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Arizona Supreme Court Affirms Corporation Commission’s Constitutional Authority

Former Counsel
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by Timothy J. Sabo

The Arizona Supreme Court has affirmed the broad constitutional powers of the Arizona Corporation Commission, in an opinion issued on August 8, 2016. The decision comes in Residential Utility Consumer Office v. Arizona Corporation Commission, a widely-watched case about the scope of the Commission’s power.

The case involved a challenge by the Residential Utility Consumer Office (RUCO) to the “System Improvement Benefits” or “SIB” mechanism. The Commission approved the SIB mechanism to help water utilities address aging infrastructure.  Under the SIB mechanism, water utilities could raise rates between rate cases after they completed specific infrastructure improvements preapproved by the ACC.  RUCO challenged the SIB mechanism as violating the Arizona Constitution’s “fair value” requirement (Article 15, Section 14), and the Arizona Court of Appeals agreed.  Our earlier coverage of this case, by Jason Gellman, is available here.

The Arizona Supreme Court reversed the Court of Appeals and affirmed the Commission’s decision. The Court began by noting the Commission’s constitutional status, explaining that the “Arizona Corporation Commission, unlike such bodies in most states, is not a creature of the legislature, but is a constitutional body which owes its existence” to the Arizona Constitution.  (RUCO v. ACC, ¶ 11, quoting Ethington v. Wright, 66 Ariz. 382, 389 (1948)).  The Court emphasized that the Commission has “full and exclusive power” over rates, and in that field “the Commission is supreme and such exclusive field may not be invaded by the courts, the legislature, or the executive.”  (Id., ¶ 12, also quoting Ethington).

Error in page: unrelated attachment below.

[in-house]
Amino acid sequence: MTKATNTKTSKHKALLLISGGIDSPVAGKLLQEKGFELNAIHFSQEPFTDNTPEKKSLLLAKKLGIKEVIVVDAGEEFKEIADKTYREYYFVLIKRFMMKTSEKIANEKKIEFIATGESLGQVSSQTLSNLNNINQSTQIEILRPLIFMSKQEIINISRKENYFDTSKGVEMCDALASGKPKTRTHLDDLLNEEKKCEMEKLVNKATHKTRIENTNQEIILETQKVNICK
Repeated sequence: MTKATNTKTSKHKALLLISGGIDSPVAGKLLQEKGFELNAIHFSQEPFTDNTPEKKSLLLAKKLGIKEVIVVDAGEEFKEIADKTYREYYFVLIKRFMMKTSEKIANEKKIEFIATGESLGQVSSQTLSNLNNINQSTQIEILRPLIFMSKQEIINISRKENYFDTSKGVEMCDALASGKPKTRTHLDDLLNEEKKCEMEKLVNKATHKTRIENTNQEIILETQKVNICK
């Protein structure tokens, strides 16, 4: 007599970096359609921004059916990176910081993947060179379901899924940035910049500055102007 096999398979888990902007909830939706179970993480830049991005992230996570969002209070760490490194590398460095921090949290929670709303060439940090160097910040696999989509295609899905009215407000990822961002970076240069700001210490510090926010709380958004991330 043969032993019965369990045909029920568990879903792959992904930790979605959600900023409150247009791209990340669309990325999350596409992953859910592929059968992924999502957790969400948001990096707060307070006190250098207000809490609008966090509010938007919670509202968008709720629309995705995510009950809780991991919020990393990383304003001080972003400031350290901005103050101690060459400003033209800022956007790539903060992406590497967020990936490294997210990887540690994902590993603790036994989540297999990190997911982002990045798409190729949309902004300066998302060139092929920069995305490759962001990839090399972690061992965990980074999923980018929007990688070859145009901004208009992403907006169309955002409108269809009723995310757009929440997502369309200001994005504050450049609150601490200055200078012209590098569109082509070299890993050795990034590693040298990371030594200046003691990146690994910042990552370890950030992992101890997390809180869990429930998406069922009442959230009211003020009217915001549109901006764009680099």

The Court held that the traditional “full rate case”—an extensive proceeding often lasting more than a year, with extensive hearings—“is not constitutionally mandated”, and the Commission has discretion in how to find fair value. (Id., ¶ 15).

The annual rate changes allowed by the SIB mechanism were permissible because the Commission would make an updated fair value finding when approving each annual surcharge. (Id., ¶ 16).  The SIB mechanism involved filing “updated” fair value information, and the Court found that this was sufficient, “[a]lthough the Commission will not re-calculate anew every input into the fair value determination, this updated measurement satisfies the constitutional requirement that the Commission” find fair value.  (Id.).

The Court rejected the “restrictive view” of the Court of Appeals that an adequate fair value finding could only be made in a full rate case. (Id., ¶ 17).  And while the Court of Appeals had previously allowed the Commission to set rates outside of a rate case if the rate was an “interim rate” or an “adjustor mechanism”, the Arizona Supreme Court held that these narrow categories were not the only possibilities.  The Court explained that by “supplementing and updating the fair value determination from a previous rate case, the SIB satisfies the constitutional mandate that the Commission determine fair value to aid it in setting rates.”  (Id., ¶ 18).

The full Arizona Supreme Court opinion can be found at: